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What’s gender got to do with it? Bush meat consumption in the Congo Basin

CIFOR presents new findings at the IUFRO-FORNESSA Africa Congress.
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NAIROBI, Kenya (18 July, 2012)_While bush meat consumption as a driver of deforestation has received international attention, understanding the roles played by women and men in the consumption of wild terrestrial or semi-terrestrial animals will be vital if the trade is to continue sustainably, said a CIFOR scientist at a recent conference.

“ To develop alternative measures that will bring bush meat hunting to a sustainable level, it is imperative to understand the complex socio-economic and cultural drivers of the bush meat hunting, trade, and consumption particularly the roles of men and women who are involved for different reasons”, said Robert Nasi, CIFOR Scientist and Leader of the CGIAR Research Programme on Forest, Trees, and Agroforestry, at the first Africa Congress of the International Union of Forest Research Organisations (IUFRO) and the Forestry Network for sub-Saharan Africa (FORNESSA).

Previous CIFOR research has found that meat from wild terrestrial or semi-terrestrial animals, termed bush meat is a significant source of animal protein in the Central African countries, and a crucial component of food security and livelihoods in rural and urban areas.

Despite the increasing international attention to bush meat with available information on its harvest, trade and consumption, there is a limited understanding of the complex socio-economic and cultural situations that drive the phenomenon.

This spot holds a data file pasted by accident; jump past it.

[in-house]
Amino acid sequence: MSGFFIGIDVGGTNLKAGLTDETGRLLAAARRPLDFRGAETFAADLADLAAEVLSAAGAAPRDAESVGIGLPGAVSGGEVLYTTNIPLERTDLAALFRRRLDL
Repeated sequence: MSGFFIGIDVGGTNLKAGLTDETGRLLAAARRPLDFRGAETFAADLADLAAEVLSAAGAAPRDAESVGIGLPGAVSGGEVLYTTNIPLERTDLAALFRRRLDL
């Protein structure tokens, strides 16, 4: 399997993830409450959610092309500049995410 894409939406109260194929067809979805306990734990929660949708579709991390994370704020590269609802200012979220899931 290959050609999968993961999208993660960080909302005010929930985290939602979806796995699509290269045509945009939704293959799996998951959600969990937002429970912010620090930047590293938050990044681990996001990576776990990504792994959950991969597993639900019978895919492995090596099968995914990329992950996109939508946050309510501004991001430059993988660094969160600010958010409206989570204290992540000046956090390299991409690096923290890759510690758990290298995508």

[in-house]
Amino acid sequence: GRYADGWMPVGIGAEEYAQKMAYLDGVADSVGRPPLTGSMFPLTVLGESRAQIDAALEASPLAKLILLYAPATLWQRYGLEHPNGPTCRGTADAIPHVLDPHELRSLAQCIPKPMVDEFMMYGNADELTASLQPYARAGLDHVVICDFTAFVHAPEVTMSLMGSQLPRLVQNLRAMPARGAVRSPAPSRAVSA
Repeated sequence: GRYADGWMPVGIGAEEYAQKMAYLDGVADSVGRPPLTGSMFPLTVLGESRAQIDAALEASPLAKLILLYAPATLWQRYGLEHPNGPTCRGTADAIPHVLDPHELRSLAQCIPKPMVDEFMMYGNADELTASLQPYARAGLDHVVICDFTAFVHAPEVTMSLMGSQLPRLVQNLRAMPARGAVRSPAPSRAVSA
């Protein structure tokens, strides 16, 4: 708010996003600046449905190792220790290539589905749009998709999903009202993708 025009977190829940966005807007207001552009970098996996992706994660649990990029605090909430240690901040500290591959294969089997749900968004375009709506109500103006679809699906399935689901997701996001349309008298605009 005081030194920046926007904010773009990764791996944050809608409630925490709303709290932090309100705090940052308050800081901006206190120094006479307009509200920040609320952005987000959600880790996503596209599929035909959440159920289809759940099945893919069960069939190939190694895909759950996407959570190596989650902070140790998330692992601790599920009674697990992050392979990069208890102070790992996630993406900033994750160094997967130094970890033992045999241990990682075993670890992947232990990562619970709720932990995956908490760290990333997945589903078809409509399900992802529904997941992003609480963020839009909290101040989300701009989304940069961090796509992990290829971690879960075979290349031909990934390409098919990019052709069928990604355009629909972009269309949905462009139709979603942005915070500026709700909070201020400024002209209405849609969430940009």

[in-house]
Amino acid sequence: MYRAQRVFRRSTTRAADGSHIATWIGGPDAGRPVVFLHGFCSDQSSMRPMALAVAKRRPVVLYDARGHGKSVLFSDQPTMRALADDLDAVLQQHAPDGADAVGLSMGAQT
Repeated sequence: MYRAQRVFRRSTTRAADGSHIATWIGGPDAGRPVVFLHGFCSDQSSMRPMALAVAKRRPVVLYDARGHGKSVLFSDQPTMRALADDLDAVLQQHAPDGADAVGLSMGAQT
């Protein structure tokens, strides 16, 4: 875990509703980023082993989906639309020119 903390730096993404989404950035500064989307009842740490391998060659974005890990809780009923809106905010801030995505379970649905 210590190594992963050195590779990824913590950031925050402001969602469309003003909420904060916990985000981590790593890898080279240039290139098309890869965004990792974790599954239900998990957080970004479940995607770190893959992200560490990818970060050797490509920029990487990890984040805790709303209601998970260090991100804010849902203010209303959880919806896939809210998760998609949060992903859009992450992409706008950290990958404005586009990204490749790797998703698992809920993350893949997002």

The findings presented at the IUFRO-FORNESSA Africa Congress are part of forthcoming CIFOR research co-authored by Nathalie Van Vliet from the University of Copenhagen on the roles and contributions of men and women in the hunting, trade, and consumption of bush meat within the value chain.

“Women are increasingly involved in the bush meat value chain as retailers, wholesalers, restaurant owners, and consumers. In some cases, they are even directly involved in hunting which is generally considered a man’s activity,” Nasi said.

Expounding on the gender dynamics of the bush meat trade and consumption, Nasi, who is also one of the authors of “The Forest of the Congo Basin: State of the Forest 2010”, said that “While men hunt bush meat to build financial capital to marry and engage in other social activities such as drinking, women are more likely to use proceeds from bush meat trade to take care of their families and meet other basic needs.”

In terms of consumption patterns, Nasi also highlighted gender differences. “Most of the men interviewed readily mentioned gorilla as their favourite bush meat while the majority of the women said they preferred elephant meat. We also discovered that men eat more bush meat than women”.

There are also taboos around bush meat consumption for men and women. Specific animals are hunted depending on marital status and age. For instance young women and men do not consume yellow-back duiker because it would prevent them from having suitors, hence they are reserved for married couples and the elderly.

Over all, the bush meat trade chain is gender-balanced with women and men involved for various reasons. For Nasi, an in-depth knowledge of these gender dynamics is key to developing a sustainable solution to bush meat hunting and its trade in the Congo Basin.

“Appreciating the kinds of meat that regional people value and why, is crucial for developing effective policies and strategies,” said Nasi.

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